The regulator Ofcom has intervened after a change to Vodafone's roaming policy meant millions could be charged £5 to send a single text message while abroad. It's now given affected customers extra time to leave their contracts penalty-free and is refunding some who've lost out.
Under a policy change first highlighted by MoneySavingExpert.com in September, all Vodafone's pay-monthly customers who visit 60 countries including the US, India and China must pay a flat daily fee of £5 to make calls, send texts or use data. A number of MoneySavers contacted us furious about the changes.
Now Ofcom has voiced its concerns to Vodafone, and the firm has taken action. It's sent a fresh alert to customers about the changes, given them a new chance to opt out, refunded some who've been left out of pocket and is updating its guidance.
What is Vodafone's 'Roam-further' policy?
The Roam-further price plan has applied to all Vodafone pay-monthly customers visiting 60 countries outside Europe since 31 August – these include Australia, China, Egypt, Israel, India, Kenya, New Zealand, South Africa, the USA, Canada, most of South and Central America and large parts of the Caribbean (see a full list here).
Under the plan you're charged a flat £5 fee for every day you use any minutes, texts or data on your phone. Roam-further allows you to use your UK allowance as normal, and there's no charge to receive calls.
Occasional users may pay more as a result of Roam-further – even if you only make a single call, send a single text or use a tiny bit of data, you'll pay £5 that day.
Yet it's also likely to have cut heavy users' bills. For example, EE customers visiting India are usually charged 60p to send a single text. That's much less than the £5 it would now cost you to send that single text on Vodafone – but if you were to send 20 texts in a day, that would be £12 on EE and still £5 on Vodafone.
Why has Ofcom intervened?
The regulator published a statement on its website today revealing it has raised concerns with Vodafone over its policy.
Under Ofcom rules, mobile phone providers must give 30 days' notice if they introduce changes likely to be of 'material detriment' and allow customers to withdraw from their contracts penalty-free. However, Ofcom says it "had concerns that Vodafone had not fully complied with our rules".
Ofcom says that between April and May this year Vodafone sent text messages to customers to inform them of the change to their contracts.
It added: "For a group of customers that Vodafone considered would be particularly disadvantaged by the new roaming charge, the text message included a link to its website which informed them of their rights to exit their contracts without penalty.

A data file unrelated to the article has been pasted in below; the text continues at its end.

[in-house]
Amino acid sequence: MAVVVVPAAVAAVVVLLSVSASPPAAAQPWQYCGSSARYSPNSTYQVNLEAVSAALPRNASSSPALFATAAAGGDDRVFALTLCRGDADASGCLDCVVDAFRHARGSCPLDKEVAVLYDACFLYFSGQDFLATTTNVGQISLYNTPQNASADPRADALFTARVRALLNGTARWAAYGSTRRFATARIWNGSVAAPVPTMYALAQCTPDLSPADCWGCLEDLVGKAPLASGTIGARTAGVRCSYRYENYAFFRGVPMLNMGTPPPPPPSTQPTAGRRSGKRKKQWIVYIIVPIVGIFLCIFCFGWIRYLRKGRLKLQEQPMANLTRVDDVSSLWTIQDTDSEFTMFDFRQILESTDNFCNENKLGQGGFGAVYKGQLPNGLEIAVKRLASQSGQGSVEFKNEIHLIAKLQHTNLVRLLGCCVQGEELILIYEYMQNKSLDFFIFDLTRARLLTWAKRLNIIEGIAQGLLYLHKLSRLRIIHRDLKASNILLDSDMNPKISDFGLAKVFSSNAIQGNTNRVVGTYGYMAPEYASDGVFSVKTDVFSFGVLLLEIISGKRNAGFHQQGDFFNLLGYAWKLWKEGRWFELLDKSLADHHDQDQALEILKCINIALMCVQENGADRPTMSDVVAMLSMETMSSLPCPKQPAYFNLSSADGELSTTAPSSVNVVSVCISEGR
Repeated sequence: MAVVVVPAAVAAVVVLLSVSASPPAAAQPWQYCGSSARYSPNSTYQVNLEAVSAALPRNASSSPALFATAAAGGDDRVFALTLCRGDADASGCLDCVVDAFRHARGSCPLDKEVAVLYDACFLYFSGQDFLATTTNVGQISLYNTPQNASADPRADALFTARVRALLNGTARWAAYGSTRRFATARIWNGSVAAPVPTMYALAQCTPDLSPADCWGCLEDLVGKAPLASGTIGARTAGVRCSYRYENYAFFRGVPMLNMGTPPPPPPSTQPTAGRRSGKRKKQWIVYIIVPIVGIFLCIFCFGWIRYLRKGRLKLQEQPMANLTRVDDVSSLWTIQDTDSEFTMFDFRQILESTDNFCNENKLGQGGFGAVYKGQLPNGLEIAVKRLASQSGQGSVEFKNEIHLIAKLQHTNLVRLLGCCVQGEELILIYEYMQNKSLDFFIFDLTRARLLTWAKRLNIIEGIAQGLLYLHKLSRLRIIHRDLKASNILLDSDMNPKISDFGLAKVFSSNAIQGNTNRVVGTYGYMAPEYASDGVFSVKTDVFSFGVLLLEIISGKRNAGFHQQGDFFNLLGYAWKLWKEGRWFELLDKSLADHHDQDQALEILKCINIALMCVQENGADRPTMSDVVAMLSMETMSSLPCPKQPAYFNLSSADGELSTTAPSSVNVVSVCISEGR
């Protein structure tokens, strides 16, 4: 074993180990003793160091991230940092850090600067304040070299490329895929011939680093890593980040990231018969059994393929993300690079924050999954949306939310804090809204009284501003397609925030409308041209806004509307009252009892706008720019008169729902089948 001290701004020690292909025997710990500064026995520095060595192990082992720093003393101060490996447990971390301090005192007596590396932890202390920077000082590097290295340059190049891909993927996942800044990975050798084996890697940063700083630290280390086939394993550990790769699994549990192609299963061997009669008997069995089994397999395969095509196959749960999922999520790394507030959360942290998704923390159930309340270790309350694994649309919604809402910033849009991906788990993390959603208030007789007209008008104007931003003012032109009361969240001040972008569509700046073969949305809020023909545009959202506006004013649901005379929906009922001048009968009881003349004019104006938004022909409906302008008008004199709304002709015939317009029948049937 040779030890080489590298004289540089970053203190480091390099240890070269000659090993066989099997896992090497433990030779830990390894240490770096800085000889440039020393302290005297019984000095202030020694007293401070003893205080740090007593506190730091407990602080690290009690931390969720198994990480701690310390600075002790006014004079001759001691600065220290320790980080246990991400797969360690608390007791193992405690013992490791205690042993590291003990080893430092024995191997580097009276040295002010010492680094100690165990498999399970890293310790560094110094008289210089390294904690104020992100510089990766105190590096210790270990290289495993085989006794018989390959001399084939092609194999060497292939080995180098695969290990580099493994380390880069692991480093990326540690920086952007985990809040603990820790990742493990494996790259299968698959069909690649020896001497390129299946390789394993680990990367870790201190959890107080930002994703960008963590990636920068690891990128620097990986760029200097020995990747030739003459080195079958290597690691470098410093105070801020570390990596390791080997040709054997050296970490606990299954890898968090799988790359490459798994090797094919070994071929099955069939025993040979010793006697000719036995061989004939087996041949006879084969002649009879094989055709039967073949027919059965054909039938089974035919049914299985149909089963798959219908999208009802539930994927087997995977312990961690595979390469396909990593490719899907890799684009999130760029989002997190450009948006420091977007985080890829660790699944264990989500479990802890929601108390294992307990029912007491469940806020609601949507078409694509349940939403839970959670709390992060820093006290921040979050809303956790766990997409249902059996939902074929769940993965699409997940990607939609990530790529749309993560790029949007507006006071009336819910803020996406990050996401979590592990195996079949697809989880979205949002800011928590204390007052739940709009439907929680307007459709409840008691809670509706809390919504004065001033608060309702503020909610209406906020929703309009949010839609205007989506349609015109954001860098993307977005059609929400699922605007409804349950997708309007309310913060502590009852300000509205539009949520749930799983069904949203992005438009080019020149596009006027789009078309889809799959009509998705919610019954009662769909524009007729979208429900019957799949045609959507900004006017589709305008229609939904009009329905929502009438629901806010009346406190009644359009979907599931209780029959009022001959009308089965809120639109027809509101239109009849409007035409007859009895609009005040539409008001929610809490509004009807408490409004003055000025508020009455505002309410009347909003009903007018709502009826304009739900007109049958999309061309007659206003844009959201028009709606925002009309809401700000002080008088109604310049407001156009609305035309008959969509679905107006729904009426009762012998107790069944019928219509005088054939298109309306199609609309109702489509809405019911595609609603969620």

"Following complaints from Vodafone customers, Ofcom raised concerns with Vodafone about the clarity of that text message, and questioned whether it had been sent to all affected customers."
Ofcom says it raised concerns after receiving complaints from Vodafone customers but said it hasn't taken any "formal action" against Vodafone.
What is Vodafone doing for customers?
Ofcom says in response to its concerns Vodafone has:
- Sent new text messages informing customers of their rights. Vodafone says it has again contacted all the customers originally given the right to leave their contracts, as well as a further smaller number who may also have been materially affected – in total it has contacted 55,000 customers. The new text message which has been sent clearly informs customers of their rights and gives them another 30 days from receiving the text to exit their contracts without penalty.
- Agreed to refund customers left out of pocket. Vodafone has refunded customers who contacted it to complain, paying them the difference between the cost for the number of text messages, calls or the amount of data at international rates, and the £5 Roam-further charge, on the basis that they may have been unaware of the changes. It says it will consider other requests for refunds on a case-by-case basis.
- Updated its guidance and processes. Ofcom says this is to ensure Vodafone can better assess whether customers will be negatively affected by changes to contract terms, and improve how it tells customers about contract changes and their right to exit without penalty.
What does Vodafone say?
A Vodafone spokesperson said it originally notified customers of the changes to its roaming policy between April and May, had credited some customers who'd complained and would look at further requests on a case-by-case basis.